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  2. Tony Blair's millenium monolith lies at the bottom of the Severn. It was supposed to be dragged from the Preseli Hills to Stonehenge with a Severn crossing on a raft to prove someone's theory. But the mighty Severn had other ideas. Perilous waters indeed.

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    1. I don't suppose he went down with it...

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  3. Canals are not really boating in the traditional seagoing sense. Nothing more than an elongated lake interspersed with boring locks.

    I have to ask why didn't your friend use the Gloucester to Sharpness canal ?

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  4. Dear Tom,
    I could listen hours and hours to your stories (all the while crocheting a brief for your daring adventurous friend from sailor's yarn).
    To take such a boat to sea: wow! Not to buy one in the end: excellent. Though: it has dream potential, lots of.

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    1. The picture of your fine black cat brought to my mind the second Ale I really loved beside Wild Cat: look at the label of Exmoor Beast.

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    2. I know this ale - 'Exmoor Beast'. I got twatted on it when staying in the Quantocks one weekend. Good beer.

      The creature - a black puma/panther - is reportedly often sighted on Dartmoor, and it has also been sighted sniffing around my workshop in Wiltshire.

      It gets around, that beast.

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    3. I love 'Exmoor Stag' as well - the names beat the shit out of our local breweries, like 'Cripple Cock'.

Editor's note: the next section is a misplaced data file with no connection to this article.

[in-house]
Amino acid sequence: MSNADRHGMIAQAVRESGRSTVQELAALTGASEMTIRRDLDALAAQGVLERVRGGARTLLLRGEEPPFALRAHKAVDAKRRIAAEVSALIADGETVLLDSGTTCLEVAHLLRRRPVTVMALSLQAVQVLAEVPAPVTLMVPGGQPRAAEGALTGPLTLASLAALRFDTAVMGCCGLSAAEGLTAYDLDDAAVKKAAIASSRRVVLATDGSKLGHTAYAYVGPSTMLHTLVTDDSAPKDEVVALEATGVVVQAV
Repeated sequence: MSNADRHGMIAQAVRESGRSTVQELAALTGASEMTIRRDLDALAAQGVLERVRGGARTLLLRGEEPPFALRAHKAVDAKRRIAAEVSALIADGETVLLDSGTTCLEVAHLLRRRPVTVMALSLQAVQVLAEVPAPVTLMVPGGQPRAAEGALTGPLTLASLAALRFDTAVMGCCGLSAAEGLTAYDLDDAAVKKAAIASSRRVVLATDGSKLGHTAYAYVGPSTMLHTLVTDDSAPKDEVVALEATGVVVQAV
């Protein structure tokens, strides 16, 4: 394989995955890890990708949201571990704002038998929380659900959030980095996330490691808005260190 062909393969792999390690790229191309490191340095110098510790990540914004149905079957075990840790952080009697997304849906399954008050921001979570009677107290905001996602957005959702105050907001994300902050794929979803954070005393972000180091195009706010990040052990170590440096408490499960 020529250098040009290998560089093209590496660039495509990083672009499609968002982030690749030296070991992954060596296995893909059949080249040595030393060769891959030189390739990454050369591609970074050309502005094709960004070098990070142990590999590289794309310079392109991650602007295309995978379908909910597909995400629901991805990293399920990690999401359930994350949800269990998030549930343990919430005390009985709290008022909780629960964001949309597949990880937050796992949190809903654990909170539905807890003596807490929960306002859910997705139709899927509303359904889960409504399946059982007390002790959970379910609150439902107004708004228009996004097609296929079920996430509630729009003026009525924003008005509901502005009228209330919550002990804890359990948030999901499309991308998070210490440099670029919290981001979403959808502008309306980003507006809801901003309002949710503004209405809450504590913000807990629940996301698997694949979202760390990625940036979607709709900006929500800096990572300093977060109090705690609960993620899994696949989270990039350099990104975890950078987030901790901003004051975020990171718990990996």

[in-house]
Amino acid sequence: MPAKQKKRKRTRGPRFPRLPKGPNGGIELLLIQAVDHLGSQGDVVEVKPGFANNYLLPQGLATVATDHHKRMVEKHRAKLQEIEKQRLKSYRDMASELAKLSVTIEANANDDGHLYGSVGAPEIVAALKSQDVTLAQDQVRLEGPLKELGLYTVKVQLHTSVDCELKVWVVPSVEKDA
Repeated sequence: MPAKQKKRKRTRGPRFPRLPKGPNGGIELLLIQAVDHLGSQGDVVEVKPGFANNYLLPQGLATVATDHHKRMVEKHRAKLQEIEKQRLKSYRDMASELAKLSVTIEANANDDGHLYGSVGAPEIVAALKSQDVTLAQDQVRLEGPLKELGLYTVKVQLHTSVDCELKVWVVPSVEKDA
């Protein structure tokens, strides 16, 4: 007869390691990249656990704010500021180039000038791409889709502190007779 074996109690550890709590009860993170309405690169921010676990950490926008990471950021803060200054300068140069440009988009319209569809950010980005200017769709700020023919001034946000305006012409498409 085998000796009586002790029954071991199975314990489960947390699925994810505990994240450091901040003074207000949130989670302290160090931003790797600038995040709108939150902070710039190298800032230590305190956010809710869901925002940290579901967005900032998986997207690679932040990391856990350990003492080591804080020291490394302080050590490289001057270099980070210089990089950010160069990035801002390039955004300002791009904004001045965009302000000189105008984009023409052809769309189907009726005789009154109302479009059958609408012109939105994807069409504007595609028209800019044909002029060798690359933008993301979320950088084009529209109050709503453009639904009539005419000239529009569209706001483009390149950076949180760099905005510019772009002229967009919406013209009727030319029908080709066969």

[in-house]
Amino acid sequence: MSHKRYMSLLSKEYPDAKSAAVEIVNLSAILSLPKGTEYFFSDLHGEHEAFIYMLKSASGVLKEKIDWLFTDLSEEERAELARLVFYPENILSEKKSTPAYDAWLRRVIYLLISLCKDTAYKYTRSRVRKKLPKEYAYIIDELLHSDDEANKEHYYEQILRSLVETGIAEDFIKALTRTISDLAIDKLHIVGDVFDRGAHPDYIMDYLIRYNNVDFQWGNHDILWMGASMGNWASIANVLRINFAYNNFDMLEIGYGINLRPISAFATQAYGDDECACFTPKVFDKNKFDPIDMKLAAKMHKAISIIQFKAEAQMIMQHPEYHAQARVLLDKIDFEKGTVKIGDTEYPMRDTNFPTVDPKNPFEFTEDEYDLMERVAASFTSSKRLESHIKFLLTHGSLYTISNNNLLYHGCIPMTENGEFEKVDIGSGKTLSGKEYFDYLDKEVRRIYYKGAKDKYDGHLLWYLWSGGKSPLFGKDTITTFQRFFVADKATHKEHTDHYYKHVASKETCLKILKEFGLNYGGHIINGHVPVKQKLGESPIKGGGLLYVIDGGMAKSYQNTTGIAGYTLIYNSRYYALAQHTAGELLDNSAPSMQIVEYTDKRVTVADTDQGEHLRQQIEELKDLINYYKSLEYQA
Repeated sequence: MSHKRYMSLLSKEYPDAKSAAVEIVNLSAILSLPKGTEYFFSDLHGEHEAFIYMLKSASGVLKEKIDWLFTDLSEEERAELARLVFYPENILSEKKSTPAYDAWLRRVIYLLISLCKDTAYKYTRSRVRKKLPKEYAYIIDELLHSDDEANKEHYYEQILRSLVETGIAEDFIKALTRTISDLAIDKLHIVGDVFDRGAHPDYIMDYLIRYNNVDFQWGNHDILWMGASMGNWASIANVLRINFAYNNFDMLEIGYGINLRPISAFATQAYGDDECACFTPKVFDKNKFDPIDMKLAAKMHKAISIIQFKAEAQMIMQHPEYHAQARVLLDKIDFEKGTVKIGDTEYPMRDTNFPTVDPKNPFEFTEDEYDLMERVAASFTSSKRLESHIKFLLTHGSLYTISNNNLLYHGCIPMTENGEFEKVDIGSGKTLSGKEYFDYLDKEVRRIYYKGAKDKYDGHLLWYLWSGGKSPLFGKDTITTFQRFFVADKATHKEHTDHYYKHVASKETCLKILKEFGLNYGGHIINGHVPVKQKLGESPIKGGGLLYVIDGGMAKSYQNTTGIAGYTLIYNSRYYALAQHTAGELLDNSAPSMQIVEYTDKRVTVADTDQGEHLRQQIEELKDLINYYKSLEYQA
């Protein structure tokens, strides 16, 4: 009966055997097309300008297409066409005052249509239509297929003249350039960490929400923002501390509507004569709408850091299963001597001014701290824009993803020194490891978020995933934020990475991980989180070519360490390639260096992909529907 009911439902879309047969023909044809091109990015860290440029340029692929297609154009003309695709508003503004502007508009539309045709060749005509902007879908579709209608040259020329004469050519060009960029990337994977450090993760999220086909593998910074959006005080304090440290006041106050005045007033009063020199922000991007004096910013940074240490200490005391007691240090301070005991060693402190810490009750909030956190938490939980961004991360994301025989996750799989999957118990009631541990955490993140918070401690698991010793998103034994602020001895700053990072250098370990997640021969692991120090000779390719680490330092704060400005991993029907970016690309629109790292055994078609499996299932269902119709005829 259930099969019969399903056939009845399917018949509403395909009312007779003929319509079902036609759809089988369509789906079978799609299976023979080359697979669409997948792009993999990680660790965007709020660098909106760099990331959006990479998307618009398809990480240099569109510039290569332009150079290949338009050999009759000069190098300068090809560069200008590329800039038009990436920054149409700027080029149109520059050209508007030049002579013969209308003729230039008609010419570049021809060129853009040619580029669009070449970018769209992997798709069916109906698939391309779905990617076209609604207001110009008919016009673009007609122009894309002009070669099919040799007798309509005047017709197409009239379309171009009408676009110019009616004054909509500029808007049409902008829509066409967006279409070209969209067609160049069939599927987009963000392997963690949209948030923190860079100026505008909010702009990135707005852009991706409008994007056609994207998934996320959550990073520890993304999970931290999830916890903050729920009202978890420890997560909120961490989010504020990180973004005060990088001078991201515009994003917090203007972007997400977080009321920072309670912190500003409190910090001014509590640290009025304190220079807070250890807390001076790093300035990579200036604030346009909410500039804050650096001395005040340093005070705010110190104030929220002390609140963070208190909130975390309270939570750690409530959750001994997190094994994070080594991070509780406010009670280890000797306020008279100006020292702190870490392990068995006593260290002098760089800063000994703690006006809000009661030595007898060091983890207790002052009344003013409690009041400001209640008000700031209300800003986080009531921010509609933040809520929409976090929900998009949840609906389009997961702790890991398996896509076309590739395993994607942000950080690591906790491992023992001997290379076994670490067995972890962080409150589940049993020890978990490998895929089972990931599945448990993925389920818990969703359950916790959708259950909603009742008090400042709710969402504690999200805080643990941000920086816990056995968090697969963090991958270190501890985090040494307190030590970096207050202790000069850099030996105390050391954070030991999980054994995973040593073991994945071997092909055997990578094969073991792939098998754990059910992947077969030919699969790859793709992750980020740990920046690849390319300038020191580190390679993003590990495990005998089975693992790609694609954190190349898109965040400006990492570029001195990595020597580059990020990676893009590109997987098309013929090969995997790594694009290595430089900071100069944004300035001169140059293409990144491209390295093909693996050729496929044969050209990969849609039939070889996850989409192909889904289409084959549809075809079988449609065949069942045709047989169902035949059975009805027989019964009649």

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    4. I took a photograph in Bradford-o-A from the shopwindow of a beer- and wine-merchant, Are you on Facebook? I'll post it on my FB-account (Britta Hill), together with a few photos from Bath.

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    5. I try not to be on Facebook, though they have other plans for me - and all my friends.

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    6. Just email it - like the old days?

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  5. Delusions of Hemingway, and almost as suicidal.

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    1. Hemingway blew his head off with a Boss gun, and my friend owns no guns, let alone expensive Boss ones.

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  6. Never too late to learn to swim.

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    1. Never too late to drown, either.

      My last swimming lesson was in Cuba, but a shark got involved and that was the end of them.

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  7. Sorry about Widdy.

    I have a boat with sails, but it's a very small one, so i tear up fivers instead.

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    1. Widdy has been gone many years ago now, but thanks for the condolence. I still miss him.

      I tear up money all the time, but only on terra firma.

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  8. Once upon a time, my husband had the idea of buying a canal boat and living in Maida Vail. Thank God nothing came of it. He has a racing sailing dinghy which I hate -- he bought it from his son and it is the most uncomfortable thing for a passenger. I want to cruise leisurely with a nice glass of wine and warm breeze ...

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  9. Britta is right
    But better over a large gin and tonic
    Or perhaps four

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    1. The Broad is right - cruising leisurely with a nice glass of wine and a warm breeze coming from one of your dogs...

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  10. All the b's
    Yes the Broad WAS right

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  11. Aren't you glad that you didn't buy the Birmingham coal boat? Instead you can spend your money on candlesticks which seems a much safer hobby.

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    1. The candlesticks are safe, but the Georgian drinking glasses are not.

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    2. Actually, if used, the candlesticks aren't that safe either. Fire and water...